performance depends on numerous parameters including reservoir properties and fracture geometries which both contain uncertainty and it is not surprised that a perfect match was not obtained. From the results (Fig. 43), the higher production rate at early time from the slab model could be caused by the assumptions of ideal condition of fractures and neglected Non-Darcy effect inside fracture. The proppant permeability used in the history match is the effective permeability. The effective permeability contains two parts, one is the proppant permeability and the other is the natural fracture permeability. In this case, the connection between natural fractures and hydraulic fractures are unknown factor, the source function cannot directly applied in the natural fracture system. The natural fracture permeability has been represented here as an effective proppant permeability in the hydraulic fractures.
Under tri-axial loading of x:y:z= 1100:1600:2100 psi (Figure 12), shale sample 5 was fractured by injecting a synthetic slick-water which consisted of 0.1 wt% hydrolyzed polyacrylamide, 2.0 wt% KCl, and red dye. At 20 °C, the viscosity of this synthetic slick-water, measured with a rotating cylinder viscometer, is 1.8 mPa·s. Figure 13 shows the borehole pressure profile during the slick-water injection. Injection started at 1 ml/min, and pressure reached the first peak of 521.3 psig at 1281.1 seconds. Ten seconds later, the pump was stopped to allow pressure drawdown. Seeing that borehole pressure leveled out near 100 psig, we restarted the pump at 1 ml/min, and the pressure reached the highest peak of 1602.5 psig at 2352.6 seconds. After 10 seconds, the pump was again stopped. Unexpectedly, file corrupted around 2500 seconds and the data acquisition system was restarted. This caused the data gaps in both Figure 12 and Figure 13. As pressure leveled out near 180 psig, the pump was restarted at 1 ml/min, and a small peak of 309.7 psig was achieved at 3562.2 seconds, then pressure slowly decreased, suggesting the fracture propagation stage. Later, we increased the injection rate to 10 ml/min, and a pressure peak of 434.7 psig was reached at 4256.2 seconds. In tens of seconds, fluid leak off was observed on the sample faces and pump was turned off. On the tri-axial stress curves, there are slight responses on x-, y-, and z-stress corresponding to the last pressure peak, while all earlier pressure peaks including the highest one did not bring about any obvious responses. This suggests that probably only the last peak created new fractures or extended preexisting fractures, whereas all other peaks only broke through the weakly bonded preexisting fractures.
(4) Transport along the fracture is much faster than transport within the fracture skin and the matrix. Local equilibrium is assumed for the mass partition mechanisms in the fractured system throughout the flow domain as an approximation at the macroscopic scale. Local equilibrium assumption can be used if the contaminant sorption onto or desorption from the fracture surface is sufficiently fast relative to the convective transport. In the fracture, velocity is assumed to be constant with time and uniform in space and the water flow is assumed to be laminar. Solute transport processes in the fracture-skin-matrix system can be described by coupled one- dimensional equations, coupling being provided by the continuity of fluxes and concentrations at the interface. The differential equation for the fracture is based on mass balance for an element in the fracture. Solute transport processes in a fracture-skin-matrix system can be described by coupled one-dimensional equations, the coupling being provided by the continuity of fluxes and concentrations at the interface. The governing differential equations for the fracture is given by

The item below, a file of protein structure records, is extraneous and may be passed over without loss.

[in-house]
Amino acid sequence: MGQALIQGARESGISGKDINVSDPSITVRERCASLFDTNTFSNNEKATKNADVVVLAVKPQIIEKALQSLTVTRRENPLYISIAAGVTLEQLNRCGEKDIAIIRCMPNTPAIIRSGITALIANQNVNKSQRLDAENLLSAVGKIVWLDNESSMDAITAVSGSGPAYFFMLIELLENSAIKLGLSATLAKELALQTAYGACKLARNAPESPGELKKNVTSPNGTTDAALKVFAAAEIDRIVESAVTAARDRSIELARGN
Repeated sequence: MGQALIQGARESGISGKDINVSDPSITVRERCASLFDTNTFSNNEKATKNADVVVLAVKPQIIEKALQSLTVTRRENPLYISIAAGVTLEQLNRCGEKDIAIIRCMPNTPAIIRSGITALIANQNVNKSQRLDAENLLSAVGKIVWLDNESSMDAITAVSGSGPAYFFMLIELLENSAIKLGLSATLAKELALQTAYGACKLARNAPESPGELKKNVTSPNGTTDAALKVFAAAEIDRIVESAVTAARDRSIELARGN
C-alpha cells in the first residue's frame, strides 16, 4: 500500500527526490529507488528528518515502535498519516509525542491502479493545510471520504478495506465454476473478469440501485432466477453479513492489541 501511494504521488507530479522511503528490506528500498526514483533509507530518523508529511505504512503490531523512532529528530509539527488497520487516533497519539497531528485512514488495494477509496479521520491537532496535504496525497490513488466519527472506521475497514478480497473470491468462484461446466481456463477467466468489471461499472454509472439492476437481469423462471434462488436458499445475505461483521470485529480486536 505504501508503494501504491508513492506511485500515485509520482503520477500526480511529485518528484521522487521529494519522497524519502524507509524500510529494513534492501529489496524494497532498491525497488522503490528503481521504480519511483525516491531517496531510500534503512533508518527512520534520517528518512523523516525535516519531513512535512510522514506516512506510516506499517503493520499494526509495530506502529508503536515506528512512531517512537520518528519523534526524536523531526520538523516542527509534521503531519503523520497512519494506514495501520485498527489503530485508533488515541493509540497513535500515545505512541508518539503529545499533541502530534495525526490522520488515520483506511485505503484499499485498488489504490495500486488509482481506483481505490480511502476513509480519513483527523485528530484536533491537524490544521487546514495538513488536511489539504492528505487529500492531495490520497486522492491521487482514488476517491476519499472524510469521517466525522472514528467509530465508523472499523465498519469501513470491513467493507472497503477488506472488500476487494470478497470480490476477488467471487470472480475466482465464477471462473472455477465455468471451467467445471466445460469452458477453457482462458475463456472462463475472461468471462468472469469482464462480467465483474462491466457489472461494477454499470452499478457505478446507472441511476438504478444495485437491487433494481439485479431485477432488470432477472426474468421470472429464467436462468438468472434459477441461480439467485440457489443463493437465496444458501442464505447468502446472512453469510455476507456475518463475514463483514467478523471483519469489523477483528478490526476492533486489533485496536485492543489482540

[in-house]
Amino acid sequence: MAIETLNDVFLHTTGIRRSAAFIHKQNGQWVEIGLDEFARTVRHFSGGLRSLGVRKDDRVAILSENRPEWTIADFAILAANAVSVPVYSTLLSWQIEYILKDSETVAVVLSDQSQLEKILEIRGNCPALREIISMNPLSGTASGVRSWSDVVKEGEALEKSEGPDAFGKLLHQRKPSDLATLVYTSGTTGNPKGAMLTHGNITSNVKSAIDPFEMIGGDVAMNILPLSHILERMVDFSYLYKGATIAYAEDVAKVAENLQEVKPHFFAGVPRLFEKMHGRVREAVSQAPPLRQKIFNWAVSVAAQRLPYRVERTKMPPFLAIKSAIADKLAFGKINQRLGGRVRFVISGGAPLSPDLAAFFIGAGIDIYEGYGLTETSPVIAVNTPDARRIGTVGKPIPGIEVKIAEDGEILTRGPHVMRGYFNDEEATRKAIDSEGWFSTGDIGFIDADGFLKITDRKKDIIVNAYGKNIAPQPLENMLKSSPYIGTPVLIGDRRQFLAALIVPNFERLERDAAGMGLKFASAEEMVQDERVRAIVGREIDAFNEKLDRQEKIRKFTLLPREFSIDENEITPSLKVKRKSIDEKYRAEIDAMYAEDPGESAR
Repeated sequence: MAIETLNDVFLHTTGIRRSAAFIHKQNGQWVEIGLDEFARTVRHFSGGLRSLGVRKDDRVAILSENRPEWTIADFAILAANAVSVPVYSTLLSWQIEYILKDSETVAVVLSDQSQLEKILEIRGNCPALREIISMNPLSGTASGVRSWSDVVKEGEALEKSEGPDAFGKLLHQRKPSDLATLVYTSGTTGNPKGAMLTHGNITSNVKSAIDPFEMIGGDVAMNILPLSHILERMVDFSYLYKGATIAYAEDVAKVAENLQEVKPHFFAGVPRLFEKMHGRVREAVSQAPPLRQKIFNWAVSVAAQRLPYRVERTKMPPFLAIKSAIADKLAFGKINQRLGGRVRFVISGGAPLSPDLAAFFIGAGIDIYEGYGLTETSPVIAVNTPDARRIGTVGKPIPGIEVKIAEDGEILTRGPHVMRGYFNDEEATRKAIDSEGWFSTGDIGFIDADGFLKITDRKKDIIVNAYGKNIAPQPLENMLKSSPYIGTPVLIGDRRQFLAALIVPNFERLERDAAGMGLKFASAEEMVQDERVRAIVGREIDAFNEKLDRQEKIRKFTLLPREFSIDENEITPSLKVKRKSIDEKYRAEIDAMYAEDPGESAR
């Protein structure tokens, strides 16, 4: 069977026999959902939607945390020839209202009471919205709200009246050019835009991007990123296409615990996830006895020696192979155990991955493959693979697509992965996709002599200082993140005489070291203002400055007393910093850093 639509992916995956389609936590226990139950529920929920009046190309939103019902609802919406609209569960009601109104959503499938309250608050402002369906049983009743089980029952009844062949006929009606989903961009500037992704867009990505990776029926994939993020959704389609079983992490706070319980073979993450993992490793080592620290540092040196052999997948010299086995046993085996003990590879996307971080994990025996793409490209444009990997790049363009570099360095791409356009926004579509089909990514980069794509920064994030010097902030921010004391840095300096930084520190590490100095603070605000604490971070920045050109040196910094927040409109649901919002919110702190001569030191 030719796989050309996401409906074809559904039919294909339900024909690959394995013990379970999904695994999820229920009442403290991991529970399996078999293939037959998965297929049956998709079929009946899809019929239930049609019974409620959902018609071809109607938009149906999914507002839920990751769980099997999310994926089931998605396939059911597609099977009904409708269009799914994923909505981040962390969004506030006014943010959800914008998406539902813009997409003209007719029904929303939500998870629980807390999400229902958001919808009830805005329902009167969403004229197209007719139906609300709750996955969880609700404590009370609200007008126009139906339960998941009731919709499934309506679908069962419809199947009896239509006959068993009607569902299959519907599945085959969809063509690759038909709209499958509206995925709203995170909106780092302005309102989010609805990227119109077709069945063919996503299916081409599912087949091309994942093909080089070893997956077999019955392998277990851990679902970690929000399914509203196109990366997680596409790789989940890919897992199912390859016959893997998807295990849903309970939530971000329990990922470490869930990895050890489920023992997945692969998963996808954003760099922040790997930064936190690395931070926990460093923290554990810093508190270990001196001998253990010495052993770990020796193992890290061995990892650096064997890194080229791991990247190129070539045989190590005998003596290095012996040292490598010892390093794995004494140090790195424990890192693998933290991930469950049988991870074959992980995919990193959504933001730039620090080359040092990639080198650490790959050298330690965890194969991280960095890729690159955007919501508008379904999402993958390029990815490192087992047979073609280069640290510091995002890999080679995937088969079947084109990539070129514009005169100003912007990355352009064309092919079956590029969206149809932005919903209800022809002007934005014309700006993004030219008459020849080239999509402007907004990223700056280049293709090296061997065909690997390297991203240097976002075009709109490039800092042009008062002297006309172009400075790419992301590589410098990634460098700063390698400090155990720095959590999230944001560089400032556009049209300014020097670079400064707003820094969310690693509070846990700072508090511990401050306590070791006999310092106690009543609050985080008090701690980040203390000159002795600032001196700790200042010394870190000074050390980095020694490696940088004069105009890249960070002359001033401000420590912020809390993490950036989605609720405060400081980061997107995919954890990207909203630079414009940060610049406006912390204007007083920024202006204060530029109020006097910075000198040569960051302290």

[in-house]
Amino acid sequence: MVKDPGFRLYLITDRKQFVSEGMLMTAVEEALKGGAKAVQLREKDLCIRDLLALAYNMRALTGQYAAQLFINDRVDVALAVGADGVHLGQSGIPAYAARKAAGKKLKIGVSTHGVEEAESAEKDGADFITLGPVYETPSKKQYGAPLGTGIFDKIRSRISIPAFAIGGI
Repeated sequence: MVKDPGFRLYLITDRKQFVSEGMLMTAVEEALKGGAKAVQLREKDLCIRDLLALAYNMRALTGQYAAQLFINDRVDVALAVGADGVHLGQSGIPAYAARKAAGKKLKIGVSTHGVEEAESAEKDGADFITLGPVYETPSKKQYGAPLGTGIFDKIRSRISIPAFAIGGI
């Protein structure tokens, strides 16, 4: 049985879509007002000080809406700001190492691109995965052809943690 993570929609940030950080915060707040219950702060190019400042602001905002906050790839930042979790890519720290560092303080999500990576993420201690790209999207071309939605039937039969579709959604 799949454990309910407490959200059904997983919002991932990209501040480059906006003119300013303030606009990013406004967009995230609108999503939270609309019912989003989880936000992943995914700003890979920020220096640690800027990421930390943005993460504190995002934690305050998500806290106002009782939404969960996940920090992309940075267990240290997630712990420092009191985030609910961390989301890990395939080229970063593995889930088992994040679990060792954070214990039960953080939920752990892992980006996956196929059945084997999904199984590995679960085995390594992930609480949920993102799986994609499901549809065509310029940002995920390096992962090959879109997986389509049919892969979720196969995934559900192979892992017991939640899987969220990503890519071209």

The decline methods shown here have different models and equation forms, thus often provide different forecasts. Arp’s hyperbolic equation can be shaped into a straight line to fit either bilinear or linear flow with b values of 2 and 4 respectively. However, it cannot model multiple flowregimes. The PLE is the only method that models transient and BDF decline. The SEPD model is difficult to shape into a straight-line because of its equation formulation. Duong’s is the only method that models clean-up while the LGM is the easiest method to use. If BDF is expected, the EUR cannot be accurately established until BDF is observed. Four cases that represent the typical flowregimes of shalewells were simulated to evaluate which method(s) is/are best for each case: